Understanding Common Property Management Credentials




 

The Alphabet Soup of Property Management Credentials

 

Understanding the alphabet soup of property management credentials

Making Sense of Property Management Credentials

With multiple national organizations offering professional credentials to property managers, it can be hard to make sense of what each means. What’s the difference in a CPM and an MPM? How about an ARM and an AMS? Below we explore three of the largest national organizations for property managers and the key property management credentials offered by each.

Institute of Real Estate Management Credentials

The Institute of Real Estate Management, or IREM, offers three credentials for property managers. They are some of the most widely recognized in commercial property management.

  • Accredited Residential Manager: Designed for more junior multi-family property managers. ARM candidates will have small to mid-sized multi-family properties in their portfolio.
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  • Accredited Commercial Manager: Designed for commercial property managers. ACoM candidates will have small to mid-sized commercial, industrial, or retail shopping centers in their portfolio.
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  • Certified Property Manager: The highest credential awarded by IREM. CPM’s oversee teams that manage large portfolios of multi-family, office, retail, or industrial properties.

All of IREM’s designations have minimum experience requirements and certification exams. The ARM and ACoM designations are a first step in becoming a Certified Property Manager. Membership is required to earn and maintain any of IREM’s property management credentials.

Community Association Institute Credentials

The Community Associations Institute, or CAI, offers multiple credentials to property and community managers. The three most recognized CAI designations are:

  • Professional Community Association Manager: The highest designation in the community association industry, the PCAM requires a minimum of 5 years of management experience
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  • Association Management Specialist: The second level of in hierarchy of CAI designation’s, the AMS is designed for individuals committed to a career path in community management.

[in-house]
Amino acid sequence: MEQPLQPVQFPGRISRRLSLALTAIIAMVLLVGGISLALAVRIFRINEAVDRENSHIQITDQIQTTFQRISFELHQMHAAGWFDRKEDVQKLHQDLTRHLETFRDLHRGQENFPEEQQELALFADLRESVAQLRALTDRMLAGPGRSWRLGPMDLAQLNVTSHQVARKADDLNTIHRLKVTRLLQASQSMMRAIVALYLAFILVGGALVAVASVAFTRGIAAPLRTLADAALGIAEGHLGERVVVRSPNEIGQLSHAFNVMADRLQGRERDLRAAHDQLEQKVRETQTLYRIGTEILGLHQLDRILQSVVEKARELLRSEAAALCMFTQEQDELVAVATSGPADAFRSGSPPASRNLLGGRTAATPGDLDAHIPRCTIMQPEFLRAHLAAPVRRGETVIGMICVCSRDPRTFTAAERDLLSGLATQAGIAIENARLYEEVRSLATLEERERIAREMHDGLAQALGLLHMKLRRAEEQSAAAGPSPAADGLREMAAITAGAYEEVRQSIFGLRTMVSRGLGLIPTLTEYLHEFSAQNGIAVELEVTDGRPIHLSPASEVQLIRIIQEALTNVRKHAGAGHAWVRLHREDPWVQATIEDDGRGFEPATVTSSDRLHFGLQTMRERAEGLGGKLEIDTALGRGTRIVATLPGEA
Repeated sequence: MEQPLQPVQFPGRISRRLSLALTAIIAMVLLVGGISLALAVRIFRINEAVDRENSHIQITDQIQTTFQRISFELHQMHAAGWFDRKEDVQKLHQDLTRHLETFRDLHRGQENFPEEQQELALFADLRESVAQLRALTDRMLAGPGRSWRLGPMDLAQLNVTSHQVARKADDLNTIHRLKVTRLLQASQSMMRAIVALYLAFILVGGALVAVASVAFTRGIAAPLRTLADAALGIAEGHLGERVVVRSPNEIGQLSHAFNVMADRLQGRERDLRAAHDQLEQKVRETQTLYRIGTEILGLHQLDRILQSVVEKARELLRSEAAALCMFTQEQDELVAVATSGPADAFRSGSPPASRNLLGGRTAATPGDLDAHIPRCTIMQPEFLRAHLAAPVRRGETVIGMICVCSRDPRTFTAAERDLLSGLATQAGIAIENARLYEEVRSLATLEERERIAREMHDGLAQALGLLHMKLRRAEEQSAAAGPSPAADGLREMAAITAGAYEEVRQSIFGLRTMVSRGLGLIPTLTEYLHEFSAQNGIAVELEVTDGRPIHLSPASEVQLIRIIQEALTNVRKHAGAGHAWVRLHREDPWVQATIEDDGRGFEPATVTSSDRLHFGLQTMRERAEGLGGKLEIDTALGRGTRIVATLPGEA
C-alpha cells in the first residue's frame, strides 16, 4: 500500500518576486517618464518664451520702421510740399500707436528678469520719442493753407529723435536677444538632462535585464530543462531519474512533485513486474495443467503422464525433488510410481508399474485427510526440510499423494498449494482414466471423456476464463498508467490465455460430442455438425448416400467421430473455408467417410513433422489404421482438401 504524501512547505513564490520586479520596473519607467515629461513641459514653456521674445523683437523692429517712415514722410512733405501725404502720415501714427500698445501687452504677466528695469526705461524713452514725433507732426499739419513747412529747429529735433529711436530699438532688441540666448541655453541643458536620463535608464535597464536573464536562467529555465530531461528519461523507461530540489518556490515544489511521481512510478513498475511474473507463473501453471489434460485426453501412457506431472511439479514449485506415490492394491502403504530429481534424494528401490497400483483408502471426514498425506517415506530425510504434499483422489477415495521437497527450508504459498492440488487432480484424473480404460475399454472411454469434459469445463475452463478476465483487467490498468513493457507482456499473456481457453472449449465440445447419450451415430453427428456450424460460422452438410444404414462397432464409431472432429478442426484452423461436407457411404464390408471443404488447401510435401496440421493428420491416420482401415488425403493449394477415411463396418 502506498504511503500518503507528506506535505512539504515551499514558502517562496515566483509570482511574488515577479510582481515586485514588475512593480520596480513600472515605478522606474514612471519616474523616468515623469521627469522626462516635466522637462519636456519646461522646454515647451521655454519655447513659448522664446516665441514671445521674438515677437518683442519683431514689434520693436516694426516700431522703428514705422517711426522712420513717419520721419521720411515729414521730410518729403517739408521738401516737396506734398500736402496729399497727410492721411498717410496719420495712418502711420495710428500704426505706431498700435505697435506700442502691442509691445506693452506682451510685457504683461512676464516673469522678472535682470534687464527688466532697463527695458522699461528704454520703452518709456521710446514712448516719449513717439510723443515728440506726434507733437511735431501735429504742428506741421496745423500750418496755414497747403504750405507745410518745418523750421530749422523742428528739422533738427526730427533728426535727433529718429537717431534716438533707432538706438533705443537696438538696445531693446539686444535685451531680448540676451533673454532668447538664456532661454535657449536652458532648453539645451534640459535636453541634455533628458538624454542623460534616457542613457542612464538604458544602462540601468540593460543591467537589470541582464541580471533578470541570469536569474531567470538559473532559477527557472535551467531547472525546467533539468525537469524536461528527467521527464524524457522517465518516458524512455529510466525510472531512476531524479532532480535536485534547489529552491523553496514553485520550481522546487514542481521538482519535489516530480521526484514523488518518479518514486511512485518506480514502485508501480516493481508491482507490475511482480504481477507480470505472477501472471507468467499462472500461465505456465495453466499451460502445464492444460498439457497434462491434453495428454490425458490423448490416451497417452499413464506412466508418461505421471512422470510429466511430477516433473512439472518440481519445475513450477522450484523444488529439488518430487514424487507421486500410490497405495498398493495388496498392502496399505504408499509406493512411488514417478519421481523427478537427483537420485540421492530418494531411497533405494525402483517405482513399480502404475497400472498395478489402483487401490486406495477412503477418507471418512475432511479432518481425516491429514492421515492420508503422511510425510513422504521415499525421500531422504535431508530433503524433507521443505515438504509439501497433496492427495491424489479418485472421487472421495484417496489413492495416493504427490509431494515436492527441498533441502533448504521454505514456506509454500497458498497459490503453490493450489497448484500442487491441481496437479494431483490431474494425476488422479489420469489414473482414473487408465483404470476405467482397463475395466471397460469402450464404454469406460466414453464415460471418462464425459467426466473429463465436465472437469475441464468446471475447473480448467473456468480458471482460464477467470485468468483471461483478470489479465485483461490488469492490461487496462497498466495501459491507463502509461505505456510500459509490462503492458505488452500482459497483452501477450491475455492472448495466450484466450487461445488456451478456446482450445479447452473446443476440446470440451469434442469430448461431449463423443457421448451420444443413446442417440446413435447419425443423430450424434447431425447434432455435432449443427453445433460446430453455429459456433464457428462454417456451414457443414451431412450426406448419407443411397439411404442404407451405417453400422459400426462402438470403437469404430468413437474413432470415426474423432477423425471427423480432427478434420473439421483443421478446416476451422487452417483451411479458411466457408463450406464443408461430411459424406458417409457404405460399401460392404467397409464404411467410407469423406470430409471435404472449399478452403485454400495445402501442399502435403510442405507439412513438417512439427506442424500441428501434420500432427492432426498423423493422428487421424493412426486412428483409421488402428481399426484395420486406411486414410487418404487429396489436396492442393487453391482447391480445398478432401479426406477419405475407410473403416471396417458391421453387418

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  • Large Scale Manager: This specialty designation is designed for current PCAM’s managing large scale communities. Their communities have a minimum of 1,000 units or 1,000 acres and an annual budget of at least $2 million.

Every CAI designation has minimum experience and educational testing requirements. After earning a designation from CAI they require continuing education to maintain active credentials. Unlike IREM designations, CAI doesn’t require membership to earn or maintain a designation. Members do, however, receive a generous discount on the costs of earning a designation.
 



 

National Association of Residential Property Managers Credentials

Last but not least, the National Association of Residential Property Managers (NARPM) offers 5 property management credentials. The two most important and widely recognized include:

  • Residential Management Professional: This designation is designed for more junior residential property managers, requiring 2 years of experience managing at least 100 units.
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  • Master Property Manager: The highest designation offered by NARPM. Candidates must hold a current RMP designation and have 2 years of experience managing at least 500 units.

Unlike earning a property management credential from IREM or CAI, there are no certification exams required to earn a designation from NARPM. NARPM does require at least 24 hours of education from a list of approved courses among other requirements.

 

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